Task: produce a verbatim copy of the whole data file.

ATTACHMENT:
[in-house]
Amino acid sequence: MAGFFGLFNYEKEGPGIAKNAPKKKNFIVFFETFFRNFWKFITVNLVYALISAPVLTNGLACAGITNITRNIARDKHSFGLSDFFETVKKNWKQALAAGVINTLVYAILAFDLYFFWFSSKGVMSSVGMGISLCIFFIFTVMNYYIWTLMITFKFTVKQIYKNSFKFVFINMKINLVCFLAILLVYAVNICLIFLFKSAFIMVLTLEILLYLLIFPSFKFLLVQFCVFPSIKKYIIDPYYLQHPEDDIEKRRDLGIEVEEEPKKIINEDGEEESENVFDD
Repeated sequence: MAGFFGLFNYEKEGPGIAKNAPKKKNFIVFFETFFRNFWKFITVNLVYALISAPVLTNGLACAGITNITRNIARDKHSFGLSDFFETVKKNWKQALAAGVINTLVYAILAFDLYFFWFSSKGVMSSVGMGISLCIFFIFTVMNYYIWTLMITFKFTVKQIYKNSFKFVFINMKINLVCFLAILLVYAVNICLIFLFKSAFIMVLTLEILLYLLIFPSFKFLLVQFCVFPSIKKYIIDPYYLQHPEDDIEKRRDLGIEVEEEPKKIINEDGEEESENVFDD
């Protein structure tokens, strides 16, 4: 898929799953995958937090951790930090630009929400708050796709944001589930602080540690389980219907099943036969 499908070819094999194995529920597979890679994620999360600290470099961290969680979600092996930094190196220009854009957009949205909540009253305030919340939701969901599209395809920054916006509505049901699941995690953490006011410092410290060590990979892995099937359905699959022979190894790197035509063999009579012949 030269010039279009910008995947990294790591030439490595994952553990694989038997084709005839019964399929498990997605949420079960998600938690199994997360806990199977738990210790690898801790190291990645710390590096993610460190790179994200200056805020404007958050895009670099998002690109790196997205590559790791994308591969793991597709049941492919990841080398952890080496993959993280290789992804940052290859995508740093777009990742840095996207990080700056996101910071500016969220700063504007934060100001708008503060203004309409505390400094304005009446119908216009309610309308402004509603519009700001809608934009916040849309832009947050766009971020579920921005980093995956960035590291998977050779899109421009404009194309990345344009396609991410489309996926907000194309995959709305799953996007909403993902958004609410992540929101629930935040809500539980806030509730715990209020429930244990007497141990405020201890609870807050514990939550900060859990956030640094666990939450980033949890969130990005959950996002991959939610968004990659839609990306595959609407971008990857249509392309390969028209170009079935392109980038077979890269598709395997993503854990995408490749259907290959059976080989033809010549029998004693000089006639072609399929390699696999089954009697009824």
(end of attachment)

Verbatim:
[in-house]
Amino acid sequence: MAGFFGLFNYEKEGPGIAKNAPKKKNFIVFFETFFRNFWKFITVNLVYALISAPVLTNGLACAGITNITRNIARDKHSFGLSDFFETVKKNWKQALAAGVINTLVYAILAFDLYFFWFSSKGVMSSVGMGISLCIFFIFTVMNYYIWTLMITFKFTVKQIYKNSFKFVFINMKINLVCFLAILLVYAVNICLIFLFKSAFIMVLTLEILLYLLIFPSFKFLLVQFCVFPSIKKYIIDPYYLQHPEDDIEKRRDLGIEVEEEPKKIINEDGEEESENVFDD
Repeated sequence: MAGFFGLFNYEKEGPGIAKNAPKKKNFIVFFETFFRNFWKFITVNLVYALISAPVLTNGLACAGITNITRNIARDKHSFGLSDFFETVKKNWKQALAAGVINTLVYAILAFDLYFFWFSSKGVMSSVGMGISLCIFFIFTVMNYYIWTLMITFKFTVKQIYKNSFKFVFINMKINLVCFLAILLVYAVNICLIFLFKSAFIMVLTLEILLYLLIFPSFKFLLVQFCVFPSIKKYIIDPYYLQHPEDDIEKRRDLGIEVEEEPKKIINEDGEEESENVFDD
């Protein structure tokens, strides 16, 4: 898929799953995958937090951790930090630009929400708050796709944001589930602080540690389980219907099943036969 499908070819094999194995529920597979890679994620999360600290470099961290969680979600092996930094190196220009854009957009949205909540009253305030919340939701969901599209395809920054916006509505049901699941995690953490006011410092410290060590990979892995099937359905699959022979190894790197035509063999009579012949 030269010039279009910008995947990294790591030439490595994952553990694989038997084709005839019964399929498990997605949420079960998600938690199994997360806990199977738990210790690898801790190291990645710390590096993610460190790179994200200056805020404007958050895009670099998002690109790196997205590559790791994308591969793991597709049941492919990841080398952890080496993959993280290789992804940052290859995508740093777009990742840095996207990080700056996101910071500016969220700063504007934060100001708008503060203004309409505390400094304005009446119908216009309610309308402004509603519009700001809608934009916040849309832009947050766009971020579920921005980093995956960035590291998977050779899109421009404009194309990345344009396609991410489309996926907000194309995959709305799953996007909403993902958004609410992540929101629930935040809500539980806030509730715990209020429930244990007497141990405020201890609870807050514990939550900060859990956030640094666990939450980033949890969130990005959950996002991959939610968004990659839609990306595959609407971008990857249509392309390969028209170009079935392109980038077979890269598709395997993503854990995408490749259907290959059976080989033809010549029998004693000089006639072609399929390699696999089954009697009824």